[Lazarus] cross-distro (and OS) app installation - what would you like?

Juha Manninen juha.manninen at phnet.fi
Wed Jan 20 14:11:35 CET 2010


I am sorry to tell you but your project is doomed to failure with the 
requirements you listed.
In the end you will have a system that "almost works", or works in 85% of the 
cases, and you will be frustrated yourself.

Your idea is not new. Other people have banged their heads to wall as well.
The variation of distros' package formats and directory structures is a bad 
thing of course, but not as bad as it first looks...

> * Linux distro independent setup. Against the normal methods, we do not
>   want to waist time creating .rpm, .deb, .tgz, .tbz etc setups for the
>   thousands of Linux distros out there. Adobe Reader, Jave SDK and JRE
>   are just a few applications that don't follow the package management
>   systems of each distro.

You wouldn't need to build thousands of packages though. The same RPM package 
works for most RPM based distros (but not all), a DEP package works for Debian 
based distros. Package managers have sophisticated dependency checks, 
developed over years. They install needed libs automatically or prevent the 
whole installation. They have GUIs.
With only few packages you would have a long list of supported distros and 
then not support some exotic ones.

About  Adobe Reader and Java installers: they can't count on any dependencies 
but must include everything. We also can't know how much their different OS 
versions differ and how much work has been done to create them.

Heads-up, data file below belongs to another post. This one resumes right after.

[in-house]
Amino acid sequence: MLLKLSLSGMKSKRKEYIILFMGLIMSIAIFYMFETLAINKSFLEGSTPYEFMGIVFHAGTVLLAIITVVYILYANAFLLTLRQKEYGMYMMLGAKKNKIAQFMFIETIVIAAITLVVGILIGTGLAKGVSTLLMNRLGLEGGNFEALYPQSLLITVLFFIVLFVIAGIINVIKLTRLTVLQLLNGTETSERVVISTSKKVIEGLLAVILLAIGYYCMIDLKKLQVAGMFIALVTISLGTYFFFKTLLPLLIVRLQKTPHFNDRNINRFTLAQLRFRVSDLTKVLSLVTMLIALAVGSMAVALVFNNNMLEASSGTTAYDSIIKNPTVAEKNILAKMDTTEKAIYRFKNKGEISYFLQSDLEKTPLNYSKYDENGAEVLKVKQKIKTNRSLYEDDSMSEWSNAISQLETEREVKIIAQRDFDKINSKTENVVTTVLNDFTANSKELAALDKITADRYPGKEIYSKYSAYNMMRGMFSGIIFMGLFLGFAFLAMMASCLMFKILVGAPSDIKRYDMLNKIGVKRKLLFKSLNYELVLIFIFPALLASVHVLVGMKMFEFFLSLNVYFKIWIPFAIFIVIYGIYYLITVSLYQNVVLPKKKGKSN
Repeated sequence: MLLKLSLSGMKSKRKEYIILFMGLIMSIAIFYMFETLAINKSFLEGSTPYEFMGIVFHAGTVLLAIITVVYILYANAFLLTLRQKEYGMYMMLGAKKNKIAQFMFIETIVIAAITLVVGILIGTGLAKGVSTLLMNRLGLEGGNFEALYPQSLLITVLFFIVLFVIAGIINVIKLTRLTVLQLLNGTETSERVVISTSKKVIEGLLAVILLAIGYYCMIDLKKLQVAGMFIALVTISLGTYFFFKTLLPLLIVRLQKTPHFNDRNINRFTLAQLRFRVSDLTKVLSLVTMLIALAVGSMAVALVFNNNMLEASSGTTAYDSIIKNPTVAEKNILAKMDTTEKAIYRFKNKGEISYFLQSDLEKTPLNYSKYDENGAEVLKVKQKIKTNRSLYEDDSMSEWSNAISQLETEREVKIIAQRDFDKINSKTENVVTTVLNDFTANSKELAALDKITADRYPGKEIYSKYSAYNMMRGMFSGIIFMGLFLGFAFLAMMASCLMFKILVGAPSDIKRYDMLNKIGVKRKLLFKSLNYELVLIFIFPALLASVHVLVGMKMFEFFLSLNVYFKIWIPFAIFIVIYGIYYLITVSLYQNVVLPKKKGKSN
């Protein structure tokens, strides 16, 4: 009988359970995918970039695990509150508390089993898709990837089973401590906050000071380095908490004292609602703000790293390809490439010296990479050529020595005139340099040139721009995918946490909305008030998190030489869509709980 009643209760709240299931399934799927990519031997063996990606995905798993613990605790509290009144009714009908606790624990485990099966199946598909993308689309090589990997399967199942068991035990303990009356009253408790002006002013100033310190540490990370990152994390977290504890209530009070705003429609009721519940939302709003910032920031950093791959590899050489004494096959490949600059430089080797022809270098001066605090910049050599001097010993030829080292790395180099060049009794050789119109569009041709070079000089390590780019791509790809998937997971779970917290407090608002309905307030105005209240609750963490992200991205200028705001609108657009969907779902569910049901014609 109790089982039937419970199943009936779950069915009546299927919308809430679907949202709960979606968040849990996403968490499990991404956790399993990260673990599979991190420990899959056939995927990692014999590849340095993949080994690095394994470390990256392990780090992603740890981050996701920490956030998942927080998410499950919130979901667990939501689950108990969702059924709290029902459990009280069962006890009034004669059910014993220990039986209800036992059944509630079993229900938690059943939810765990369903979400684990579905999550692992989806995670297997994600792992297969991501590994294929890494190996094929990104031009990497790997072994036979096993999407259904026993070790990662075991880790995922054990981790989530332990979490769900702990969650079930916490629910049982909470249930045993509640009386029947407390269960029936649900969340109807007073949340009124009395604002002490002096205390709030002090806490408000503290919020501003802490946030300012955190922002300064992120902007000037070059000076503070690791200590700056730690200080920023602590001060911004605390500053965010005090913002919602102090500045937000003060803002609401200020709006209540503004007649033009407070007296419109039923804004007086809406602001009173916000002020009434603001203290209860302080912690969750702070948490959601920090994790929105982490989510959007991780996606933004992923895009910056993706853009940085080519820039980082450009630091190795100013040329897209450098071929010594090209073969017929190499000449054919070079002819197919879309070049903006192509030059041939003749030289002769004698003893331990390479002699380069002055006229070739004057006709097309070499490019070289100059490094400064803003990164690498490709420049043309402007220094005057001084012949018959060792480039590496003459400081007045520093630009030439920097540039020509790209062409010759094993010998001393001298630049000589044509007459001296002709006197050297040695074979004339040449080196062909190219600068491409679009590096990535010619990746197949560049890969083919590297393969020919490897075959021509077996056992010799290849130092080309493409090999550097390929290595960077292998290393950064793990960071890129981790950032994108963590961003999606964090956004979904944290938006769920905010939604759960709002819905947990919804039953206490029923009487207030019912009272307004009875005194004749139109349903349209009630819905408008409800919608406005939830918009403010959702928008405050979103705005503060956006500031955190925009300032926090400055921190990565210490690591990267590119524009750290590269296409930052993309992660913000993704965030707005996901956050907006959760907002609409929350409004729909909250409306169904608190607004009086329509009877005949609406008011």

> We are primarily targeting deployment of Free Pascal based applications,
> but the setup engine should be flexible enough to handle any type of
> application (we hope). :)

"any type of application" for any OS means endless variation.
I suggest you limit the goal to Free Pascal based applications only. There is 
enough challenge with that. Then, how to handle dependencies? You could make 
the system to be distro independent by installing from source code, like 
Gentoo Linux does. Gentoo is complicated because it actually takes care of 
"any type of application". You system would only know where to find sources 
for Pascal libs, download them and build using an embedded FPC compiler. Ok, 
still you need to check the existence of some fundamental system libs but 
there is a bigger chance for success.
That way it would work for any OS and distro, including the exotic and minimal 

Juha Manninen

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